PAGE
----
If you’re a blogger, you may have heard of that despicable practice called blog scraping. It’s when some lowly scum somewhere sets up a “blog” and then goes on to populate it with entire posts scraped or stolen from real blogs. It’s like blog identity theft, and the idea is to steal traffic from the real blogs and gain advertising revenue. Not surprisingly, most scraper blogs are plastered with AdSense ads.
Although I’ve been blogging for years now and I’ve often enough encountered outright plagiarism (where people lift pictures, recipes or ideas) from my blog, I learned of blog scraping not so long ago when I happened to google up a recipe and ended on a scraper blog that had copied my entire post for vegan curd rice. Every word was exactly reproduced, as were the pictures, with the only difference being that the name of the poster had changed from my name to “TN.Bused”. Worse, as I looked through this “blog,” I found several other entire posts and pictures from my blog there, and posts that were no doubt lifted from other bloggers. As you can imagine, it made my blood boil.
Scrapers are notoriously hard to track down because their “blogs” don’t usually carry any contact information (why would they?). Also, if they happen to be hosted on Blogger, they usually have the “Report Abuse” button in the navigation bar turned off. Also, as vast as the web is, it can be hard to actually locate blogs that are scraping your content although you can get some help from services like Copyscape. I don’t find their free service very useful because it never did show up any of the offending sites, but they do have paid services that might better help monitor the web universe for plagiarism and scrapers.
Over the past week, I’ve been exploring ways to deal with these content thieves because my blood’s still boiling. I’ve been reading up a lot on blog scraping and what to do about it, and I thought some of the information I’d gathered might be useful to other bloggers seeking help for this dilemma.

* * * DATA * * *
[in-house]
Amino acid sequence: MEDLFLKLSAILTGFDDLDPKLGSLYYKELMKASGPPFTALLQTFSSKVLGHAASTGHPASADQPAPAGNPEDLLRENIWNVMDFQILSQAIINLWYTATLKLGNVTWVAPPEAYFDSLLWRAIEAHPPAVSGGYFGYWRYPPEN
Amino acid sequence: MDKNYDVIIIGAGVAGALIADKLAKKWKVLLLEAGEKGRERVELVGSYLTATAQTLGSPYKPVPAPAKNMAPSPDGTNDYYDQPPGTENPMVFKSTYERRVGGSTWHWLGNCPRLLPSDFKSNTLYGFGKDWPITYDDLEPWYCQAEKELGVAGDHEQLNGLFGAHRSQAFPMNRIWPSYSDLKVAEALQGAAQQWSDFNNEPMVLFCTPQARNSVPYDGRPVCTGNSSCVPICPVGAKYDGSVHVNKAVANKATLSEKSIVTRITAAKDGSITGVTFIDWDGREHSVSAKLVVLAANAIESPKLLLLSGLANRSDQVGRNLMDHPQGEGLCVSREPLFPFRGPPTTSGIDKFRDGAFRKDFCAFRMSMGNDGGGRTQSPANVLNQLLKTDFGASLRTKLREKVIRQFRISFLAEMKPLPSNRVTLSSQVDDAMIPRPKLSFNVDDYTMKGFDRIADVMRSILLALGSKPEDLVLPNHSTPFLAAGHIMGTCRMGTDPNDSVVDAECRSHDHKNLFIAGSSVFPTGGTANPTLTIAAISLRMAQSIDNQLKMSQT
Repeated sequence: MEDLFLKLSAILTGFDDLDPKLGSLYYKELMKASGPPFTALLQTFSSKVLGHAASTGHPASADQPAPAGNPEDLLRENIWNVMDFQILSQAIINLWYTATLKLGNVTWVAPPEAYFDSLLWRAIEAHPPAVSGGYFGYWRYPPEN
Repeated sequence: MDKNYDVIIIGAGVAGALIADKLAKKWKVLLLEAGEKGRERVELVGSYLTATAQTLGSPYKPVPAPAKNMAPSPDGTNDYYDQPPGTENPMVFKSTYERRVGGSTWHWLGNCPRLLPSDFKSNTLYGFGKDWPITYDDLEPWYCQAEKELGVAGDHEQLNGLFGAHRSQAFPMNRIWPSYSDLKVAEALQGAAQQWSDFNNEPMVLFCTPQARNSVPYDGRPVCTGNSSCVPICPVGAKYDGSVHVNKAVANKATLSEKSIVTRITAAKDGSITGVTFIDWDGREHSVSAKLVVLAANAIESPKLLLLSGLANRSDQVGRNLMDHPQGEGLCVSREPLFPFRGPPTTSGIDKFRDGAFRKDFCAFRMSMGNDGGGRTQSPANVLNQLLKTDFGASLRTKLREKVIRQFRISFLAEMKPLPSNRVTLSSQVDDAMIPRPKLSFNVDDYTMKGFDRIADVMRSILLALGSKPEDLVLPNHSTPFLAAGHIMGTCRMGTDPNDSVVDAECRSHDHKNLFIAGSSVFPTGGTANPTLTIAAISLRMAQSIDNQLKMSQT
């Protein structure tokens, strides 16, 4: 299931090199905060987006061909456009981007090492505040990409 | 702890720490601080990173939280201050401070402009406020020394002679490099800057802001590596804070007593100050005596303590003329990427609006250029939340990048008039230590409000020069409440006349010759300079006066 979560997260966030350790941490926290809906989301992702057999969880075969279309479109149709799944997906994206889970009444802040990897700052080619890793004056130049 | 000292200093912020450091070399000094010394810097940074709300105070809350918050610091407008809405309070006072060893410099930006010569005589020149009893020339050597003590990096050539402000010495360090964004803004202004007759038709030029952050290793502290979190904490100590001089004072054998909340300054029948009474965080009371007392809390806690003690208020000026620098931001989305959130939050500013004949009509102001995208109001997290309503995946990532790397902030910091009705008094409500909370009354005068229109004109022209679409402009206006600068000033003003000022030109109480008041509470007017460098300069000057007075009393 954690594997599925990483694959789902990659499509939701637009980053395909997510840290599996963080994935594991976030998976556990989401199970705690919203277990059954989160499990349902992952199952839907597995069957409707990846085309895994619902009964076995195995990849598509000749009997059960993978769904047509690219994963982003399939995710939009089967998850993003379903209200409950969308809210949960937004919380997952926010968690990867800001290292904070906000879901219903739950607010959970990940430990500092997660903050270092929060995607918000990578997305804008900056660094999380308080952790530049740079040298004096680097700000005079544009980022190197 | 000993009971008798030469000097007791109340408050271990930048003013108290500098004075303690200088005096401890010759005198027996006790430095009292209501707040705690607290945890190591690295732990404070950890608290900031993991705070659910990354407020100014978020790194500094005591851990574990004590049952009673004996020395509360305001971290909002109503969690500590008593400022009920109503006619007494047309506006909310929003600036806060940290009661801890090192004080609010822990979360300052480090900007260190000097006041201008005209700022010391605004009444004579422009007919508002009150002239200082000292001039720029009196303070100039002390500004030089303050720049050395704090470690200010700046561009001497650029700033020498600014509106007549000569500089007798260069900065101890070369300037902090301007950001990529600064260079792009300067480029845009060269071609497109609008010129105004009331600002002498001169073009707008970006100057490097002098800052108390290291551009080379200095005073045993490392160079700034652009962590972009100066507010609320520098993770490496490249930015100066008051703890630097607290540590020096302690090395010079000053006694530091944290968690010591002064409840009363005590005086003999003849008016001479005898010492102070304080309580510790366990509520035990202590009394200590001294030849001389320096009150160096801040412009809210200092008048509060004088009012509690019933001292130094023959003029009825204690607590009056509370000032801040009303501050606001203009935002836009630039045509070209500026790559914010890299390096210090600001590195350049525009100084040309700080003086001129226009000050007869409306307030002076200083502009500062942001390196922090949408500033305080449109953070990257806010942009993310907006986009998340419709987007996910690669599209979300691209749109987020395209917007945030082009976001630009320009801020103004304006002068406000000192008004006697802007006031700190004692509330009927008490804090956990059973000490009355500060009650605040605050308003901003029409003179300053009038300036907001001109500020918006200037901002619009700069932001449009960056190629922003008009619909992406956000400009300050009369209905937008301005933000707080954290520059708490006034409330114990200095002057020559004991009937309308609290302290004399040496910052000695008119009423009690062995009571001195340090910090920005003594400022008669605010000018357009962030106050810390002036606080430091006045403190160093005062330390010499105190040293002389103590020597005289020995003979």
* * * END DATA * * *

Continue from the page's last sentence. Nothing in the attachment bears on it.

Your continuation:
1. Report the abuse to Google
Google has a copyright infringement form that lets you enter the urls of the offending sites, so long as those offending sites are located on the Blogger platform. I am not sure how quickly or well this works though, because one complaint I filed nearly a month ago has still not had any results and the offending site is very much online. I’ll wait and see if this works out.
Update: Google just informed me today that they had taken down the posts from the blog I’d complained about- so it does work. Yay! I’m going to go ahead and file complaints against the new ones I’ve discovered.
2. Report the abuse to AdSense
Although the scrapers who’ve lifted my content do not appear to have any ads– yet– many scrapers will post AdSense ads because it’s easy enough for anyone to do so. I found this blog post that has what appears to be some useful information on how to report AdSense abuse, but I can’t really vouch for how well it works. The blogger also has some other good ideas on knocking out scrapers that could be worth a try.
3. Use FeedBurner FeedFlare to add a copyright notice to each post
Because scrapers usually lift your RSS feeds, this can be of some help. While it will not actually stop the scraper from lifting your content, it will at least (hopefully) show the reader that the content actually comes from another site. Also, as this Blogger Buster post points out, it will help your page rank higher in search results.
4. Add links to other posts on your blog within each post
This easy enough trick that I read about might be one of the simplest ways to ensure that scrapers who lift your posts do actually end up linking back to your site. As with the FeedFlare addition, it will not actually stop scrapers from lifting your content, but you might be able to ensure that readers who land on these thug sites will find their way back to your blog.
If you have been the victim of blog scraping and have experiences/ideas to share on how you dealt with it, I’d love to hear them.
Have a great day, all!